While I have been enjoying a rest over the festive season, I have also been thinking about the people working in services where this is their busiest period.
In addition to the emergency service workers, those working in hospitals, and those keeping the shops open, some of the services that experience a high level of demand at this time of year are those working in the area of domestic and family violence.
Pressures that can come with increased family contact, financial stresses and isolation often result in more people contacting services looking for help over this period. People contacting services can be impacted by different forms of violence, including physical, verbal, emotional, psychological, financial and sexual abuse.
The increase in calls for help at this time of the year has been so sustained that it has resulted in the introduction of a specific program to deal with the increase of demand. For a number of years the ACT Government has supported the Domestic Violence Christmas Program which provides additional emergency accommodation over this period through to the end of January. This project is delivered in partnership with the government, the Domestic Violence Crisis Service (DVCS) and specialist homelessness services.
The spike in calls for help at this time of the year is on top of significant annual increases in calls for help to domestic and family violence services. For example, DVCS saw a 23 percent increase in contacts last year. This is similar to increased demand reported by other services working in this area.
While domestic and family violence affects both women and men, the evidence is clear that women disproportionately affected, with women making up the vast majority of people contacting services. In Australia, one in three women will be affected by violence in their lifetime.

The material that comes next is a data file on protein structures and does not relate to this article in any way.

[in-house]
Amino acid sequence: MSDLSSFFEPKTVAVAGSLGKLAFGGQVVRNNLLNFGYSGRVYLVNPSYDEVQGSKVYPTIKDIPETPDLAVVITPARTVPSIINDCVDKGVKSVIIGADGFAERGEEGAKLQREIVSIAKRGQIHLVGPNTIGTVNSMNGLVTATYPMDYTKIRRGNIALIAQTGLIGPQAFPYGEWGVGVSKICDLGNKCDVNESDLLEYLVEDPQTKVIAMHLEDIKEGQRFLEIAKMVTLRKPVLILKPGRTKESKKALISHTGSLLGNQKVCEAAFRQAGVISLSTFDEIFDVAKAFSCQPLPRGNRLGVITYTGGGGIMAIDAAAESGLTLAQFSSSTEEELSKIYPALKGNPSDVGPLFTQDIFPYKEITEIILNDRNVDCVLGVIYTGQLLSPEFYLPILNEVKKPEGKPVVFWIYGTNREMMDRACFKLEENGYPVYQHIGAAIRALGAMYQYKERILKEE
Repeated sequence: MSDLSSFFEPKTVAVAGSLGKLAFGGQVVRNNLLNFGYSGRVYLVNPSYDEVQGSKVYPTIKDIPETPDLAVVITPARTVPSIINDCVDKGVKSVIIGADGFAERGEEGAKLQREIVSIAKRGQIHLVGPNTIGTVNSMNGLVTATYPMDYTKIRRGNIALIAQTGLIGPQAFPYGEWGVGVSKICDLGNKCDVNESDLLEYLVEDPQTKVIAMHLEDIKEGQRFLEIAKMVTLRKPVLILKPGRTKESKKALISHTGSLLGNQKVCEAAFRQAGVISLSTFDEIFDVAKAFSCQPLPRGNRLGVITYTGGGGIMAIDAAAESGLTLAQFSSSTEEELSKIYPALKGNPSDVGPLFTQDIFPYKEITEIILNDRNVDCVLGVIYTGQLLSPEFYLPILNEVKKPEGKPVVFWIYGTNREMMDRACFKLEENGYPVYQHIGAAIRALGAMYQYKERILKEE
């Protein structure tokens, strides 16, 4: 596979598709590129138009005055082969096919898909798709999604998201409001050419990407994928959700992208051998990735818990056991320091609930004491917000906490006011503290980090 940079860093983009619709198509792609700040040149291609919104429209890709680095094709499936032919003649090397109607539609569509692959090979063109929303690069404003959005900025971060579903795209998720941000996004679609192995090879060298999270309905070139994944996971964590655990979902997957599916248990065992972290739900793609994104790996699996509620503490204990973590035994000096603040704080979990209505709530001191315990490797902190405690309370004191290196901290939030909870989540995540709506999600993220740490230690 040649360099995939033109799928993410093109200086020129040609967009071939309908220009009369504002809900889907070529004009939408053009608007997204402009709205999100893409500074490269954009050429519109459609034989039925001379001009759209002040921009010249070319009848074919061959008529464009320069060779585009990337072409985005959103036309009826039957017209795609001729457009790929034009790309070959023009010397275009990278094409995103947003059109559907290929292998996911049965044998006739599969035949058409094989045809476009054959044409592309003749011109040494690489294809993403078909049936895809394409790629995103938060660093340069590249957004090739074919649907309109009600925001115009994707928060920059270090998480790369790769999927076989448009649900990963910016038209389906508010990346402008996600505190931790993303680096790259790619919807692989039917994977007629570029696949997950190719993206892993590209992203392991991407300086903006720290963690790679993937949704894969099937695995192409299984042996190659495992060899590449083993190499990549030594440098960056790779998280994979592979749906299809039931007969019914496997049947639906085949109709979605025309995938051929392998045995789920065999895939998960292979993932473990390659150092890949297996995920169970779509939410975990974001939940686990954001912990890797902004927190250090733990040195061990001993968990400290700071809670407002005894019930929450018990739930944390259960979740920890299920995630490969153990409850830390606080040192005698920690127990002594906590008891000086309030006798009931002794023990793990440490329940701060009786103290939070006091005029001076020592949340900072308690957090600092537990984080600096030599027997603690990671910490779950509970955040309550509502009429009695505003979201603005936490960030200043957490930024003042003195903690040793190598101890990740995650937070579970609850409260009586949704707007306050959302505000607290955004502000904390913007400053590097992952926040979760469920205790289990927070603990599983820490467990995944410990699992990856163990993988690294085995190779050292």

While it is easy to pretend that this isn’t an issue that affects us, the reality is that people we know are likely to be affected by domestic and family violence. While people are often scared to get involved, our reluctance to extend our own hand to help is one of the reasons that we are not seeing a reduction in the rates of domestic and family violence. The easiest thing to do is to gently check on with someone who we might be concerned about. Just letting people know you are prepared to help can make a real difference, and even if they don’t respond immediately, they may down the track. If you feel like you need more information, services are happy to provide advice on particular circumstances.
So, thank you to all the staff and volunteers who worked over the Christmas and New Year’s period to make sure that there was someone at the end of the phone when people asked for help around domestic and family violence.
What do you think we can do to better support people who may be experiencing domestic and family violence?
If you or someone you know is affected by domestic or family violence, call the ACT Domestic Violence Crisis Service 24-hour crisis line on 6280 0900. Lifeline also provides 24 hour / 7 day a week crisis telephone support, call 13 11 14. In an emergency, call 000.